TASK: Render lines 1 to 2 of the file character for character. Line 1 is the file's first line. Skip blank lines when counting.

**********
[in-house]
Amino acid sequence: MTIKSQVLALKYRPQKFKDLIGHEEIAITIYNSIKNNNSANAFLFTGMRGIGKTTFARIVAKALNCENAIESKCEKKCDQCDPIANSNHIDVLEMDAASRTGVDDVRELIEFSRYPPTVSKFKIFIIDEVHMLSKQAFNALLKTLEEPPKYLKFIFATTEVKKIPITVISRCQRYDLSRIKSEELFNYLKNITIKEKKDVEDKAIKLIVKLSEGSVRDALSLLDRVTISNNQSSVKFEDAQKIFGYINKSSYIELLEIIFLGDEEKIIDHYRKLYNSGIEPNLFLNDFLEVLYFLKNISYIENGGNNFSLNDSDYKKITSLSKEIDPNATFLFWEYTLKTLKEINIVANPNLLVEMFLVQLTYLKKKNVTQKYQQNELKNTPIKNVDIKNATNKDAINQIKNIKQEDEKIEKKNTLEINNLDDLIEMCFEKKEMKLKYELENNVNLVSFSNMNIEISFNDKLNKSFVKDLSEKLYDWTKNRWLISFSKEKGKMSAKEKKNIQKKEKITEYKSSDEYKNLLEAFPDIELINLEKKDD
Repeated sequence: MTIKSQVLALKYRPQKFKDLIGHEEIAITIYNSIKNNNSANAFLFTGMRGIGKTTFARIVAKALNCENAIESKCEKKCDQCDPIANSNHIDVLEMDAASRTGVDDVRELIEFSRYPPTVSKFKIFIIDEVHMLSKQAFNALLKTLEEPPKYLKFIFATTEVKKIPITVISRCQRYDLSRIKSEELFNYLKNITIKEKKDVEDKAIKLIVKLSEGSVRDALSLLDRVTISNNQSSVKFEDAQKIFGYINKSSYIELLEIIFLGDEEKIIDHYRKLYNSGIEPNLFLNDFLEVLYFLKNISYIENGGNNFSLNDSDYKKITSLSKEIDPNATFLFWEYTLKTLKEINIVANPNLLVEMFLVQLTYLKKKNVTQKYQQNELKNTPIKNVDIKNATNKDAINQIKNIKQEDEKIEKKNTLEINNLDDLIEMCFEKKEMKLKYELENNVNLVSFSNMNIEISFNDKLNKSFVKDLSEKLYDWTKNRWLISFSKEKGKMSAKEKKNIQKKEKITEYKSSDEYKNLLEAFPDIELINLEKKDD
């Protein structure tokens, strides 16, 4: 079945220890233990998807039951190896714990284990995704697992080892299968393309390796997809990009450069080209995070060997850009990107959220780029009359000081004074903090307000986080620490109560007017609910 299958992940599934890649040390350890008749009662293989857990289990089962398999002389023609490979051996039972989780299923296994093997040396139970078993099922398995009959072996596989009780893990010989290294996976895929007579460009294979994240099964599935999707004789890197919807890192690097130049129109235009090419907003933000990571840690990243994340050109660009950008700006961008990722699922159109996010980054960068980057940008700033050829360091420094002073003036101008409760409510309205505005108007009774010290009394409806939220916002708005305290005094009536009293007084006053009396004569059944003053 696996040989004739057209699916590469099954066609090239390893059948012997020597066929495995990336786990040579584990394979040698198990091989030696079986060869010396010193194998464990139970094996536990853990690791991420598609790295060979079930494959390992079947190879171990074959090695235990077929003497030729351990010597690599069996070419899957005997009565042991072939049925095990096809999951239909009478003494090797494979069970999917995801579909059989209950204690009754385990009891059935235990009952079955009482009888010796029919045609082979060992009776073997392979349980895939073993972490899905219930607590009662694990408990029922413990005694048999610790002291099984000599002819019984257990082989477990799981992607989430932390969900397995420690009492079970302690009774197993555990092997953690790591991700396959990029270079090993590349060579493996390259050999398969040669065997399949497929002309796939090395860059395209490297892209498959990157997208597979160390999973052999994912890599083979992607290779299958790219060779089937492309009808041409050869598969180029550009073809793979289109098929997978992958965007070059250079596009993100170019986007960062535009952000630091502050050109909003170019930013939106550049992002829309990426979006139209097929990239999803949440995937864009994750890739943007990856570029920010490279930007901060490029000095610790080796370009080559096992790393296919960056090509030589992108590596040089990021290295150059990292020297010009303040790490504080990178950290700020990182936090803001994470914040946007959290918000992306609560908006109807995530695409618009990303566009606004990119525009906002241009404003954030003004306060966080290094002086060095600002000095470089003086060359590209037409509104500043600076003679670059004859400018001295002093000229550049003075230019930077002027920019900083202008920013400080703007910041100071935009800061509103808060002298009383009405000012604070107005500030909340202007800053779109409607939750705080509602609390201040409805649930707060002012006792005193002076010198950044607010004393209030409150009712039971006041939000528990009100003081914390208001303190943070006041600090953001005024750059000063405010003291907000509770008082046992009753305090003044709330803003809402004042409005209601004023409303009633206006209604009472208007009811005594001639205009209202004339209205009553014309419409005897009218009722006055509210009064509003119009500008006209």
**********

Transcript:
[in-house]
Amino acid sequence: MTIKSQVLALKYRPQKFKDLIGHEEIAITIYNSIKNNNSANAFLFTGMRGIGKTTFARIVAKALNCENAIESKCEKKCDQCDPIANSNHIDVLEMDAASRTGVDDVRELIEFSRYPPTVSKFKIFIIDEVHMLSKQAFNALLKTLEEPPKYLKFIFATTEVKKIPITVISRCQRYDLSRIKSEELFNYLKNITIKEKKDVEDKAIKLIVKLSEGSVRDALSLLDRVTISNNQSSVKFEDAQKIFGYINKSSYIELLEIIFLGDEEKIIDHYRKLYNSGIEPNLFLNDFLEVLYFLKNISYIENGGNNFSLNDSDYKKITSLSKEIDPNATFLFWEYTLKTLKEINIVANPNLLVEMFLVQLTYLKKKNVTQKYQQNELKNTPIKNVDIKNATNKDAINQIKNIKQEDEKIEKKNTLEINNLDDLIEMCFEKKEMKLKYELENNVNLVSFSNMNIEISFNDKLNKSFVKDLSEKLYDWTKNRWLISFSKEKGKMSAKEKKNIQKKEKITEYKSSDEYKNLLEAFPDIELINLEKKDD